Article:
Bank credit to rise 9-10% in FY22 on budget support, RBI measures: Crisil
Despite bank credit contracting by 0.8 per cent in the first half of the current fiscal (H1FY21), the rating agency expects it to rise by 4-5 per cent at the end of the current fiscal (FY21)
Bank credit is expected to grow 9-10 per cent in FY22 as the economy recovers gradually from the slowdown, backed by budgetary support and growth-boosting measures of the central bank, said rating agency Crisil in its report.
Despite bank credit contracting by 0.8 per cent in the first half of the current fiscal (H1FY21) because of the slowdown in the economy due to the raging virus, the rating agency expects it to rise by 4-5 per cent at the end of the current fiscal (FY21), which is a departure from the earlier estimate it had given in June 2020, where it had forecast a bank credit growth of 0-1 per cent in FY21.
The change in forecast is because of a quick recovery in economic activities post gradual opening up of the economy.
It was further aided by the pent-up demand as well as the festive demand post the lockdown.
While growth in credit to corporates is expected to shrink in the current fiscal year (FY21) as they have deferred their capital expenditure plans, in FY22 corporate credit growth is expected to be in the range of 5-6 per cent, aided by the central government’s infrastructure push and a likely revival in demand, the rating agency says.
Similarly, retail loans, which have driven the bank credit growth so far, are expected to slow down to 9-10 per cent in FY21 before returning to the mid-teens growth of the past couple of years. Credit to micro, small, and medium enterprises (MSME), is expected to slow down marginally in the next fiscal to 8-9 per cent, given the benefits of emergency credit line guarantee scheme (ECLGS) may not be available. In FY21, credit to MSME sector is expected to grow by 9-10 per cent.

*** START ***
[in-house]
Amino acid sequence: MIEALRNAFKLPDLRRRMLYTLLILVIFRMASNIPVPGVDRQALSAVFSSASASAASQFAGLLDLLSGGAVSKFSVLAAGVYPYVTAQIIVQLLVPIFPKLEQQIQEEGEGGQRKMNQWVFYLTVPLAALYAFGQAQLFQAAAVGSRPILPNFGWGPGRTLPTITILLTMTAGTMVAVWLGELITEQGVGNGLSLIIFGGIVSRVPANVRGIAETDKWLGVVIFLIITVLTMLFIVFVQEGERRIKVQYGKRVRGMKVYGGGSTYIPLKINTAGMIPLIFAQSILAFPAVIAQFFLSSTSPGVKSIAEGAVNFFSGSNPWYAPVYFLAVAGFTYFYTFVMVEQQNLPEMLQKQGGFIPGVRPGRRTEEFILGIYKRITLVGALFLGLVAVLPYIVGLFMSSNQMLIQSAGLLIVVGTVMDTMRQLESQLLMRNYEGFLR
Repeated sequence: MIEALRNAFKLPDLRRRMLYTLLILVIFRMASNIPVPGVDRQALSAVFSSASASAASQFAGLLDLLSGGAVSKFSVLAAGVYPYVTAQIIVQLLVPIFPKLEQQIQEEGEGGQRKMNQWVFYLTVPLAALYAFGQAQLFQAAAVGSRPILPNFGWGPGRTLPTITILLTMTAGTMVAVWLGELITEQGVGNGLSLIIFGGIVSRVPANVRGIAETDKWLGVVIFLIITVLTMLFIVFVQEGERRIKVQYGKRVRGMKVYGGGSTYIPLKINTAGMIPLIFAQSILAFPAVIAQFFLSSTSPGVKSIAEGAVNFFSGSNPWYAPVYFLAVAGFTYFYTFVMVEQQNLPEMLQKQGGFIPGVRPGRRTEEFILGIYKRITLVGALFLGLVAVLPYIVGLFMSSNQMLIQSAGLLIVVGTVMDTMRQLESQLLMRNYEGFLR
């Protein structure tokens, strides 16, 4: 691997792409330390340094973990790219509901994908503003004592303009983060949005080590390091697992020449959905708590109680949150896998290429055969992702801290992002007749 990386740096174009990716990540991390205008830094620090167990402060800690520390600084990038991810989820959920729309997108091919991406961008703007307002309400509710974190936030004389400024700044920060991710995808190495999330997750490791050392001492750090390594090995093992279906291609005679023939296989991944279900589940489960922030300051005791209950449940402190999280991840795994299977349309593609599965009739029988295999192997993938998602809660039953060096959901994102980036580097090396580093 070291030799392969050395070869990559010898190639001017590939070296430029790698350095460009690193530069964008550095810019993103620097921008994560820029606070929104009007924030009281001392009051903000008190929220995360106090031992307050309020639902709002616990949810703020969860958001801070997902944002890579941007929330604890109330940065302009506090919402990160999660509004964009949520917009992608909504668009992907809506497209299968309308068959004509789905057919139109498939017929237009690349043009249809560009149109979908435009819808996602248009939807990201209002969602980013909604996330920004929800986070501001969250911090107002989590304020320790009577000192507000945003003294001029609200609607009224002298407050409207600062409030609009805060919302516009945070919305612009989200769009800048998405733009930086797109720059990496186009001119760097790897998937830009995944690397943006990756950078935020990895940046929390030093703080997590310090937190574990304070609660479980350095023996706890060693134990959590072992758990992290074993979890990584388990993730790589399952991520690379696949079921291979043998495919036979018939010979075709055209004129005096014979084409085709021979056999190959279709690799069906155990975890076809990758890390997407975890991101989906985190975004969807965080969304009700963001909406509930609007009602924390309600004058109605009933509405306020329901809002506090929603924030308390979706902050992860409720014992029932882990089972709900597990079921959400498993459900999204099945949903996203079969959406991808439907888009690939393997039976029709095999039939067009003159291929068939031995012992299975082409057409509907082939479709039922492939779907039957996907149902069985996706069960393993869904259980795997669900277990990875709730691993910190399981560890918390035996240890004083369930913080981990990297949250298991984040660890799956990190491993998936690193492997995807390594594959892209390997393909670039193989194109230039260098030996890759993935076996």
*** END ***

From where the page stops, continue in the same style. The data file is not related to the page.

Credit to the agriculture sector is expected to grow in the 6-7 per cent range in this fiscal as well as the next fiscal, but a lot will depend on the monsoon.
“Overall, sharp economic recovery, along with pick-up in private investment and capex demand, drive our expectation of buoyant credit growth next fiscal.
A sub-normal monsoon and another surge in Covid-19 cases leading to localised or partial lockdowns pose downside risks,” the Crisil report said.
The rating agency has also raised the country’s gross domestic product (GDP) forecast for FY22 to 11 per cent, which is 100 basis points higher than what was estimated in December.
“While bank credit growth had contracted 0.8 per cent in the first half of this fiscal, it recovered sharply in the third quarter by growing about 3 per cent sequentially. In the fourth quarter, too, it should clock 3 per cent sequential growth. Government measures, including the Rs 3 trillion emergency credit line guarantee scheme (ECLGS), have been supportive”, said Krishnan Sitaraman, Senior Director, Crisil Ratings.
According to the rating agency, in the April – December period of FY21, net credit, in absolute terms, increased by Rs 2.3 trillion, of which disbursement under the emergency credit line guarantee scheme was Rs 1.6 trillion. Besides Rs 2.3 trillion incremental credit disbursement, banks deployed around Rs 1.4 trillion via the targeted long-term repo operation (TLTRO) and partial credit guarantee (PCG) scheme, which served as credit substitutes.
Hence, if we factor in the deployment of banks towards TLTRO and PCG schemes, the fiscal-to-date credit growth would be higher by 130 bps.
Business Standard has always strived hard to provide up-to-date information and commentary on developments that are of interest to you and have wider political and economic implications for the country and the world. Your encouragement and constant feedback on how to improve our offering have only made our resolve and commitment to these ideals stronger. Even during these difficult times arising out of Covid-19, we continue to remain committed to keeping you informed and updated with credible news, authoritative views and incisive commentary on topical issues of relevance.
We, however, have a request.
As we battle the economic impact of the pandemic, we need your support even more, so that we can continue to offer you more quality content. Our subscription model has seen an encouraging response from many of you, who have subscribed to our online content. More subscription to our online content can only help us achieve the goals of offering you even better and more relevant content. We believe in free, fair and credible journalism. Your support through more subscriptions can help us practise the journalism to which we are committed.
Support quality journalism and subscribe to Business Standard.